Inhabiting Technology: The Global Lifeform of Financial Markets

Cite This

Files in this item

Checksum: MD5:2ba622366d36f0cff94a8797ac8e7016

KNORR-CETINA, Karin D., Urs BRUEGGER, 2002. Inhabiting Technology: The Global Lifeform of Financial Markets. In: Current Sociology. 50(3), pp. 389-405. ISSN 0011-3921. Available under: doi: 10.1177/0011392102050003006

@article{KnorrCetina2002Inhab-11737, title={Inhabiting Technology: The Global Lifeform of Financial Markets}, year={2002}, doi={10.1177/0011392102050003006}, number={3}, volume={50}, issn={0011-3921}, journal={Current Sociology}, pages={389--405}, author={Knorr-Cetina, Karin D. and Bruegger, Urs} }

<rdf:RDF xmlns:dcterms="" xmlns:dc="" xmlns:rdf="" xmlns:bibo="" xmlns:dspace="" xmlns:foaf="" xmlns:void="" xmlns:xsd="" > <rdf:Description rdf:about=""> <dcterms:abstract xml:lang="eng">What will 21 st-century global social forms be like? In this article, we focus on the 'candidate system': this emerged in the late 19705 from the world of nation states, a world from which it has disembedded but on whose existence it thrives, foreshadowing things to come in other areas (though the lifeform may also simply disappear under certain regulatory circumstances). In the 1970s, first the USA (1971), then major European countries, including Britain by 1979, and finally Japan in the early 1980s, abolished exchange controls, effectively eliminating the Bretton Woods Agreement of fixed exchange rates in place since 1944 and allowing foreign exchange trading for purposes of speculation. In 1986, Hamilton and Biggart (1993) observed that the dealing rooms of the world had taken off; with an average of US$150 billion and as much as $250 billion being traded around the globe, double the volume of five years before. In April 1998, according to the Bank for International Settlements' latest Triennial Survey, the average daily turnover in traditional global foreign exchange instruments had risen from $36.4 billion in 1974 to $1.5 trillion (BIS, 1998).Two-thirds of this volume derives from 'over the counter' transactions, i.e. from inter-dealer transactions in a global banking network of institutions. Banks had responded quickly to the business opportunities which arose with the freedom of capital that the breakdown of the Bretton Woods system initiated. They also responded to an increasing demand stimulated by volatile exchange and interest rates reflecting various crises (e.g. the energy crisis of 1974) and to the tremendous growth in pension fund and other institutional holdings that needed to be invested.</dcterms:abstract> <dspace:hasBitstream rdf:resource=""/> <dc:contributor>Bruegger, Urs</dc:contributor> <dcterms:available rdf:datatype="">2011-03-25T09:37:09Z</dcterms:available> <dcterms:rights rdf:resource=""/> <dcterms:hasPart rdf:resource=""/> <dcterms:title>Inhabiting Technology: The Global Lifeform of Financial Markets</dcterms:title> <dcterms:isPartOf rdf:resource=""/> <dc:date rdf:datatype="">2011-03-25T09:37:09Z</dc:date> <bibo:uri rdf:resource=""/> <dc:rights>terms-of-use</dc:rights> <dc:format>application/pdf</dc:format> <void:sparqlEndpoint rdf:resource="http://localhost/fuseki/dspace/sparql"/> <dc:creator>Bruegger, Urs</dc:creator> <dc:language>eng</dc:language> <dcterms:bibliographicCitation>First publ. in: Current Sociology 50 (2002), 3, pp. 389-405</dcterms:bibliographicCitation> <dc:contributor>Knorr-Cetina, Karin D.</dc:contributor> <dc:creator>Knorr-Cetina, Karin D.</dc:creator> <dcterms:issued>2002</dcterms:issued> <dspace:isPartOfCollection rdf:resource=""/> <foaf:homepage rdf:resource="http://localhost:8080/jspui"/> </rdf:Description> </rdf:RDF>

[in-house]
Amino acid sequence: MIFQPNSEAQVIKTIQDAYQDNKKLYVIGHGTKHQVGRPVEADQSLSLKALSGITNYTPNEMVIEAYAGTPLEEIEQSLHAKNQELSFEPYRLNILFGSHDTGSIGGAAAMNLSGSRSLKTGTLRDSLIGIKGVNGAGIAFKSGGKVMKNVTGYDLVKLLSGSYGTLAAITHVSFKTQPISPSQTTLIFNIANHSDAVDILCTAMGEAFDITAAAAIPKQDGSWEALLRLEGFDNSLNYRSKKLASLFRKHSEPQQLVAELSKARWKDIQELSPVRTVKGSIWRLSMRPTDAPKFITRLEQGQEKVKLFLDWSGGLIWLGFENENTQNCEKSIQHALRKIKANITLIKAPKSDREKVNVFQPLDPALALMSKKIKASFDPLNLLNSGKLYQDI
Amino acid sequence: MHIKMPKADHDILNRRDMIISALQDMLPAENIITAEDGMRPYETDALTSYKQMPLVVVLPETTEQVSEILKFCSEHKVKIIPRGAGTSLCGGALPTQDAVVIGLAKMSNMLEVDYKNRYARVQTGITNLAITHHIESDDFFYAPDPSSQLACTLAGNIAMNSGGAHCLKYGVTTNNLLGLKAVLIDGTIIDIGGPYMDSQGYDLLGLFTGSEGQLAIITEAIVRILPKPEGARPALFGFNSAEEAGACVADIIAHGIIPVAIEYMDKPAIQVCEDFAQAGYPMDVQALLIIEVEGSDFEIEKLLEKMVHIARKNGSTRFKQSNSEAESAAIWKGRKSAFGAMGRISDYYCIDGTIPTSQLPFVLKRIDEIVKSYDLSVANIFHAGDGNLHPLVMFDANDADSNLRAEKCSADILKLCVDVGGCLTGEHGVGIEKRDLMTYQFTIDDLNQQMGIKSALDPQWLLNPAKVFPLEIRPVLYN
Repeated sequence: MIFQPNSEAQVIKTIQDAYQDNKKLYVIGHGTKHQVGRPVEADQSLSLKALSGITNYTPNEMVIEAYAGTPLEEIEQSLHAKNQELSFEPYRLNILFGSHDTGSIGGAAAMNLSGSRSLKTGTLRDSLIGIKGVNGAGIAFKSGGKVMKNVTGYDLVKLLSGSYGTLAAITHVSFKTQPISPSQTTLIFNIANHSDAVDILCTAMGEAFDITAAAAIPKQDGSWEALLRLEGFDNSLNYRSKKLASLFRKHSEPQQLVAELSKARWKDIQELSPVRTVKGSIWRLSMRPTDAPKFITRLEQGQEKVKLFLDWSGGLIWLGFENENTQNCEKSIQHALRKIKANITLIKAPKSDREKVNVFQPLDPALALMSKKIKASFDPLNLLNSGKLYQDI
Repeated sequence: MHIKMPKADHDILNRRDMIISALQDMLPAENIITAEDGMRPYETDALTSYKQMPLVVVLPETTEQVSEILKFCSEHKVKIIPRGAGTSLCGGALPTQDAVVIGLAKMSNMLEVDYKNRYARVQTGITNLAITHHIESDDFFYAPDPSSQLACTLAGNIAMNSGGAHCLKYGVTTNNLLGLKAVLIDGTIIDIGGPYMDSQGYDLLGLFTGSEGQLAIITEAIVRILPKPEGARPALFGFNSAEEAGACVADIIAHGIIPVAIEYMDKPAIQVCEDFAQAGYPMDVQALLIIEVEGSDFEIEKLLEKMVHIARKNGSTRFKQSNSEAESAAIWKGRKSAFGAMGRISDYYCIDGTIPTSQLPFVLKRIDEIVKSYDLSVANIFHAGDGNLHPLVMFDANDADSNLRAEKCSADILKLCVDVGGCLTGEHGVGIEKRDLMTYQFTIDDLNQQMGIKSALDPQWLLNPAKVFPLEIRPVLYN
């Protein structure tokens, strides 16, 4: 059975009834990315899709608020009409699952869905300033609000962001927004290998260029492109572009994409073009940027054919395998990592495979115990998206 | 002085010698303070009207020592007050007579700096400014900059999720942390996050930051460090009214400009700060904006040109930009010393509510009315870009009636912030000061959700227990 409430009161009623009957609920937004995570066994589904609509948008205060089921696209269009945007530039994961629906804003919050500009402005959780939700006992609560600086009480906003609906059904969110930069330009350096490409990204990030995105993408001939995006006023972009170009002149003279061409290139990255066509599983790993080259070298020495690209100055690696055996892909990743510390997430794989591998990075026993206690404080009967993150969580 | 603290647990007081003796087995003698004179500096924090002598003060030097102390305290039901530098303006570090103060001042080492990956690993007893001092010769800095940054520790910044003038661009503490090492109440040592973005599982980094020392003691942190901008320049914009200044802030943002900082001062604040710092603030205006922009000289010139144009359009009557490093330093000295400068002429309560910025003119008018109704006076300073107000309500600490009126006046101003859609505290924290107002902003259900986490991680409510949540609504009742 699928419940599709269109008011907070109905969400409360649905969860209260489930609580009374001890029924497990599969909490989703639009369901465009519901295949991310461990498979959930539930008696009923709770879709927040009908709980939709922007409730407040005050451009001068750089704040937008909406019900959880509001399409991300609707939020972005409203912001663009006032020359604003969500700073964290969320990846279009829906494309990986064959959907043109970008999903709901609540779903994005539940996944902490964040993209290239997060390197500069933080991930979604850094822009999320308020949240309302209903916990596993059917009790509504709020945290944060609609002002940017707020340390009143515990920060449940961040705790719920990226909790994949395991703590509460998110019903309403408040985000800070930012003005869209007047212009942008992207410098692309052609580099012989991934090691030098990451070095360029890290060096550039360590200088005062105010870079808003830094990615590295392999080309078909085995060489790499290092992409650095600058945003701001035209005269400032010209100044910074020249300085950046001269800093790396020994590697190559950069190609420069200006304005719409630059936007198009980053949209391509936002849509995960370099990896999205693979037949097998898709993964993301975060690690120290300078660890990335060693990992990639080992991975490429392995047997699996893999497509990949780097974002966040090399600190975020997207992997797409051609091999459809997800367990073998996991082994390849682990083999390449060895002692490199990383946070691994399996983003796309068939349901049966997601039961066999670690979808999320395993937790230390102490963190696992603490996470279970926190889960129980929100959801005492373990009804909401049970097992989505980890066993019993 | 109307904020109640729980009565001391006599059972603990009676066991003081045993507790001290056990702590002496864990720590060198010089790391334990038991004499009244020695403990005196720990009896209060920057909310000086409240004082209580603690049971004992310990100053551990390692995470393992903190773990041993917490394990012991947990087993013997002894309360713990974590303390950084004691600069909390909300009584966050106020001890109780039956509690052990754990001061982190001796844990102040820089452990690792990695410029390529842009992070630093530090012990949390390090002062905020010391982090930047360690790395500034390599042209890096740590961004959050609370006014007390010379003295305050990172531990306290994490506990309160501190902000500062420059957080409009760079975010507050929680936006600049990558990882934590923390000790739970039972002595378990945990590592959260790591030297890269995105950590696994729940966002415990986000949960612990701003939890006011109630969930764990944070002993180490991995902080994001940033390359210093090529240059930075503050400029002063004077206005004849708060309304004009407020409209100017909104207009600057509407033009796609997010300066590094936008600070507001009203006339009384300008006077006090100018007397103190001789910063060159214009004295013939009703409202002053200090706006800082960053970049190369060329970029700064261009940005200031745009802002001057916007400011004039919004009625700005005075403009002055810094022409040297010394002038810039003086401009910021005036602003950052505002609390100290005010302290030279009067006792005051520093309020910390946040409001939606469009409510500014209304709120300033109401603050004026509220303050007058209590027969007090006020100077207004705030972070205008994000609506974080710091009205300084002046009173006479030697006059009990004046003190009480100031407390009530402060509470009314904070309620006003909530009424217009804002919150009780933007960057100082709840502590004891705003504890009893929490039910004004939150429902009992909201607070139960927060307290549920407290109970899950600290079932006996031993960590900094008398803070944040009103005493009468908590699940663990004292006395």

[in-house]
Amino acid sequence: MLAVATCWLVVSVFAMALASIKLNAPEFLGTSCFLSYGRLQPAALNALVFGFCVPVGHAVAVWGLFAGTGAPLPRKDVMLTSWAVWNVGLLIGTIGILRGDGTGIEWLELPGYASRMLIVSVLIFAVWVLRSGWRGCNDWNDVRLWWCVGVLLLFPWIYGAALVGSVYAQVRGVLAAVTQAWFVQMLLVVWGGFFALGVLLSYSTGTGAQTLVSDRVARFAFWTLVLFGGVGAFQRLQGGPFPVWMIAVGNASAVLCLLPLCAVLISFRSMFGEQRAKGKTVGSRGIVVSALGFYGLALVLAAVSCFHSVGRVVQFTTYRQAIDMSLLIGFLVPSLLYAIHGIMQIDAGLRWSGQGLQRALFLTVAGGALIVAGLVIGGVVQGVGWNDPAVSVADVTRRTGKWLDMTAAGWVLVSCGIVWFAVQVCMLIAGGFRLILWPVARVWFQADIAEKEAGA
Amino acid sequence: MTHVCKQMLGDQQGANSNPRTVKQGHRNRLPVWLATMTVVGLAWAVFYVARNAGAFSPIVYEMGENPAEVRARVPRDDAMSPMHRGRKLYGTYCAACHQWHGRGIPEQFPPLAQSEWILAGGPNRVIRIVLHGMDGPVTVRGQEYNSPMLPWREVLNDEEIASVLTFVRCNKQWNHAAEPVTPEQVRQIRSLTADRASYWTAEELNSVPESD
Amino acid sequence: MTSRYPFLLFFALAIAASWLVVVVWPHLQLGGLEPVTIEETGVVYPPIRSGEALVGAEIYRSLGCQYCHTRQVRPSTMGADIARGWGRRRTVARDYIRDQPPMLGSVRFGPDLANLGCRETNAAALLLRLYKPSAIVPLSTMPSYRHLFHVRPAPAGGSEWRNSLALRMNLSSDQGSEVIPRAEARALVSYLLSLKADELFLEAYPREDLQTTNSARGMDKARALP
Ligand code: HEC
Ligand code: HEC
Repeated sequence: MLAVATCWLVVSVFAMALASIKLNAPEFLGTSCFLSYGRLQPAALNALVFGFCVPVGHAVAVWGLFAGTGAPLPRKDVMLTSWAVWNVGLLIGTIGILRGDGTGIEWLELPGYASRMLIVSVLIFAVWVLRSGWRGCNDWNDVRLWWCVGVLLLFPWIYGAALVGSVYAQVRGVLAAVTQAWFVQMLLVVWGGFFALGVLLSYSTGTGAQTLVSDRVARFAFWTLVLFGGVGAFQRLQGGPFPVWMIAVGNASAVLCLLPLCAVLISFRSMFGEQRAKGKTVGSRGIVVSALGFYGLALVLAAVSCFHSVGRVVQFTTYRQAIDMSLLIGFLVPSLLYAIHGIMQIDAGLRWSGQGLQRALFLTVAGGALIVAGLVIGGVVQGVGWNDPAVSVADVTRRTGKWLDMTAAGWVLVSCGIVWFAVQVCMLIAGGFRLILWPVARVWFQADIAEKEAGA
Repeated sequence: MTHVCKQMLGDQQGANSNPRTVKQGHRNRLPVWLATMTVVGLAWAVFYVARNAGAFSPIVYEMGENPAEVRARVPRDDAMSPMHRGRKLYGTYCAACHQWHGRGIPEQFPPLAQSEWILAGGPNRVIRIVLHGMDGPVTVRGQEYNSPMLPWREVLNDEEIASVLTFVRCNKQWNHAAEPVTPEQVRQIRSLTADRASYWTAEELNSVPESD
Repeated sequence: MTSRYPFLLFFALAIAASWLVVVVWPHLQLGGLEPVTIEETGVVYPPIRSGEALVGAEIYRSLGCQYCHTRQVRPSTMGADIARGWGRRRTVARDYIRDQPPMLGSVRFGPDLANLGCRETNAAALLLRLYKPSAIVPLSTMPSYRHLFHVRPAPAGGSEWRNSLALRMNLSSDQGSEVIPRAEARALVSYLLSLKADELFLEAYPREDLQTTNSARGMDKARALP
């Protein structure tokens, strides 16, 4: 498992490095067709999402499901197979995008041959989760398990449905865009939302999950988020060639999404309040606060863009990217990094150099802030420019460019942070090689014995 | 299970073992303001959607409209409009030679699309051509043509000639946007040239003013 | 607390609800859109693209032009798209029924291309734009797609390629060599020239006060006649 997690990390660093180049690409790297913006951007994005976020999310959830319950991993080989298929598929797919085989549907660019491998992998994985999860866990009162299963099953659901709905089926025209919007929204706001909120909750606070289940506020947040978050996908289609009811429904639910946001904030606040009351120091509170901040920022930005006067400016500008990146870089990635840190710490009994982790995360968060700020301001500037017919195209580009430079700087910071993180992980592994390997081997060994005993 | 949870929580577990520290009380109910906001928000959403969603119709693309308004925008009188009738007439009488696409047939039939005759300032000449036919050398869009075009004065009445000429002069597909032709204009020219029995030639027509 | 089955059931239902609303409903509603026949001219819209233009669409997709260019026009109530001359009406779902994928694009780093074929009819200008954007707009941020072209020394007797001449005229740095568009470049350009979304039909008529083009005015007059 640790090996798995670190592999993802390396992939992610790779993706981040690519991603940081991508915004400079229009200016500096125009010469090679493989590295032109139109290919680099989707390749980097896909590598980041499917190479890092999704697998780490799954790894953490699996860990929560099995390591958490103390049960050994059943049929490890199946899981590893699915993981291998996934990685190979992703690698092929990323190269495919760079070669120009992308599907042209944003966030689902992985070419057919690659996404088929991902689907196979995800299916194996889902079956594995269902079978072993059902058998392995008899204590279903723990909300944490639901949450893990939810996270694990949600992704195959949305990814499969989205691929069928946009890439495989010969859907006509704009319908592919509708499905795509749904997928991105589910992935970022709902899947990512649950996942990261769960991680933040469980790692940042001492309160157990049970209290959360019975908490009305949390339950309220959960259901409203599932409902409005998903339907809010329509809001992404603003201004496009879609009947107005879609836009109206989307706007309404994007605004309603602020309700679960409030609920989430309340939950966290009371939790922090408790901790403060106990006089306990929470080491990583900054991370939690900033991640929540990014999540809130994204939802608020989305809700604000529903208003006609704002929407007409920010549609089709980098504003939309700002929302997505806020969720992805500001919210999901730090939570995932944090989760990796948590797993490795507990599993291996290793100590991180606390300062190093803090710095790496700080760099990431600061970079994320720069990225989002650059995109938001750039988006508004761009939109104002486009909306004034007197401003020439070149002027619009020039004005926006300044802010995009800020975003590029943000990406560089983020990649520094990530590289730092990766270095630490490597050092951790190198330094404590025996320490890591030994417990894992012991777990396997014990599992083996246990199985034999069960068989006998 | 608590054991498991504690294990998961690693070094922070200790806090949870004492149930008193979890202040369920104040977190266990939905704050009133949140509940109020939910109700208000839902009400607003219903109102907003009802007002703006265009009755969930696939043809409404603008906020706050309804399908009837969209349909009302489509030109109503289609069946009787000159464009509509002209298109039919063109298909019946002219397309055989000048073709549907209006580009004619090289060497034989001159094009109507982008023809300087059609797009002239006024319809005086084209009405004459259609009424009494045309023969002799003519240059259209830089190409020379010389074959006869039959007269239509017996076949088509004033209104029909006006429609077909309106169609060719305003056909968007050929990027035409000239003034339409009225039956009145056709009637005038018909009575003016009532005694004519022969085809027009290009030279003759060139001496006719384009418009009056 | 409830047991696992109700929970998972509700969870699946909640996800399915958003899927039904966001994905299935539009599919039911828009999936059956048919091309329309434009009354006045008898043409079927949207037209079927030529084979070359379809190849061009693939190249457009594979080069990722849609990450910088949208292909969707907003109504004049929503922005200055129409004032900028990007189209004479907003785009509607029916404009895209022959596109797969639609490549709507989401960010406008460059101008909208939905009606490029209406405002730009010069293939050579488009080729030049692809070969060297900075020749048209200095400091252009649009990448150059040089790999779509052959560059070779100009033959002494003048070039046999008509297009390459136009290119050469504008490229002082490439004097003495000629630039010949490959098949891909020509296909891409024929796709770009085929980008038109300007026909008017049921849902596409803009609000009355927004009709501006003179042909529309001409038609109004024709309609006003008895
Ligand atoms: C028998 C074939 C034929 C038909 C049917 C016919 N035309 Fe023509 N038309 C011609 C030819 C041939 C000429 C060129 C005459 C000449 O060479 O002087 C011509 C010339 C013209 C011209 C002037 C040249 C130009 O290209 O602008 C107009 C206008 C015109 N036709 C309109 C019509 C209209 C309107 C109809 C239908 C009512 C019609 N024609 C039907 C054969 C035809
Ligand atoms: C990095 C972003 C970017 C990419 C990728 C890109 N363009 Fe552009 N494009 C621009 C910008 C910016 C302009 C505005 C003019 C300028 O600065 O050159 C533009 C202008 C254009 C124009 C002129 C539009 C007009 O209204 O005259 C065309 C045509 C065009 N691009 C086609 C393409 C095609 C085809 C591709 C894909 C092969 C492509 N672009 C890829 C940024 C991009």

Downloads since Oct 1, 2014 (Information about access statistics)

Inhabiting_Technology.pdf 560

This item appears in the following Collection(s)

Search KOPS


My Account